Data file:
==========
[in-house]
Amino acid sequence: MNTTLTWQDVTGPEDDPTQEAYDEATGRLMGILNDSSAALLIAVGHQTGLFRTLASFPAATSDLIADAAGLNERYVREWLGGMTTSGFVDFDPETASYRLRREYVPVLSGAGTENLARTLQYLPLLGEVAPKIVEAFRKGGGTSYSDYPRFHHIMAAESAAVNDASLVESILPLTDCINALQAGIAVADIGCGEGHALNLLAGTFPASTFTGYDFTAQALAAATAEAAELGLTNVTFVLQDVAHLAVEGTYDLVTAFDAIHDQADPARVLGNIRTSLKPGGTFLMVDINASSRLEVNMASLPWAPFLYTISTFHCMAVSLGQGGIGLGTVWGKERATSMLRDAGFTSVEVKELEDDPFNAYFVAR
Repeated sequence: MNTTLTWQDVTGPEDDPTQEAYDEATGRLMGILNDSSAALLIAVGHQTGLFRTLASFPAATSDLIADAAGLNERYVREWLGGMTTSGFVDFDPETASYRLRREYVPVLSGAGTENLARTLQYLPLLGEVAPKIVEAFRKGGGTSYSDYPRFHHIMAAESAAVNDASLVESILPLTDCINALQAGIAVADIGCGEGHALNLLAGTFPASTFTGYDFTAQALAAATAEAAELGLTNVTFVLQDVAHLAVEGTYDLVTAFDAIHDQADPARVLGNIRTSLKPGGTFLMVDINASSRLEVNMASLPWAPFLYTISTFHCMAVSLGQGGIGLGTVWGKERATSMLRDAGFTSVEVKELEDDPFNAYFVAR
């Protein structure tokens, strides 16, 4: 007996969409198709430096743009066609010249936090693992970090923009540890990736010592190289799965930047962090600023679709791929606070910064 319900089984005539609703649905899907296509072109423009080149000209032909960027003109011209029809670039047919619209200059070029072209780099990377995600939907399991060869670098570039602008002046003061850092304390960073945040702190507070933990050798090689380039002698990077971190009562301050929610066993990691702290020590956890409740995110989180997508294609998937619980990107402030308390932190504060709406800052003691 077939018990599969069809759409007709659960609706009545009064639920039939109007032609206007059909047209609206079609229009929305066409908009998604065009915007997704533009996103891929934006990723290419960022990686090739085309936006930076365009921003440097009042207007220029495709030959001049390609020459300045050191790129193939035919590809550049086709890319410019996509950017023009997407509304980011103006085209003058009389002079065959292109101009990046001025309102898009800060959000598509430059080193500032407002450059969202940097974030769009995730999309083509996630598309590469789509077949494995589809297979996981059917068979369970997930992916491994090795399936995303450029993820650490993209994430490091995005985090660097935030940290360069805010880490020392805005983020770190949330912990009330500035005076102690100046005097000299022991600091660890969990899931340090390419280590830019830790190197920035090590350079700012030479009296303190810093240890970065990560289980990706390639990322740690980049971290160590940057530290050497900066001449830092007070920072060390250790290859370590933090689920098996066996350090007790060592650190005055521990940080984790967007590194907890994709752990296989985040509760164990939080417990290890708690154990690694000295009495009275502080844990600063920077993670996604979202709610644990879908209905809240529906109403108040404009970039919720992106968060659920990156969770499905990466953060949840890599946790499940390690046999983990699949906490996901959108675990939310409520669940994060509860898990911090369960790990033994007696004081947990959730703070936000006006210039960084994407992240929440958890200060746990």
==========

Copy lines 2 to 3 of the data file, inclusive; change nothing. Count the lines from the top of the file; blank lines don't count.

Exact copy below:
Amino acid sequence: MNTTLTWQDVTGPEDDPTQEAYDEATGRLMGILNDSSAALLIAVGHQTGLFRTLASFPAATSDLIADAAGLNERYVREWLGGMTTSGFVDFDPETASYRLRREYVPVLSGAGTENLARTLQYLPLLGEVAPKIVEAFRKGGGTSYSDYPRFHHIMAAESAAVNDASLVESILPLTDCINALQAGIAVADIGCGEGHALNLLAGTFPASTFTGYDFTAQALAAATAEAAELGLTNVTFVLQDVAHLAVEGTYDLVTAFDAIHDQADPARVLGNIRTSLKPGGTFLMVDINASSRLEVNMASLPWAPFLYTISTFHCMAVSLGQGGIGLGTVWGKERATSMLRDAGFTSVEVKELEDDPFNAYFVAR
Repeated sequence: MNTTLTWQDVTGPEDDPTQEAYDEATGRLMGILNDSSAALLIAVGHQTGLFRTLASFPAATSDLIADAAGLNERYVREWLGGMTTSGFVDFDPETASYRLRREYVPVLSGAGTENLARTLQYLPLLGEVAPKIVEAFRKGGGTSYSDYPRFHHIMAAESAAVNDASLVESILPLTDCINALQAGIAVADIGCGEGHALNLLAGTFPASTFTGYDFTAQALAAATAEAAELGLTNVTFVLQDVAHLAVEGTYDLVTAFDAIHDQADPARVLGNIRTSLKPGGTFLMVDINASSRLEVNMASLPWAPFLYTISTFHCMAVSLGQGGIGLGTVWGKERATSMLRDAGFTSVEVKELEDDPFNAYFVAR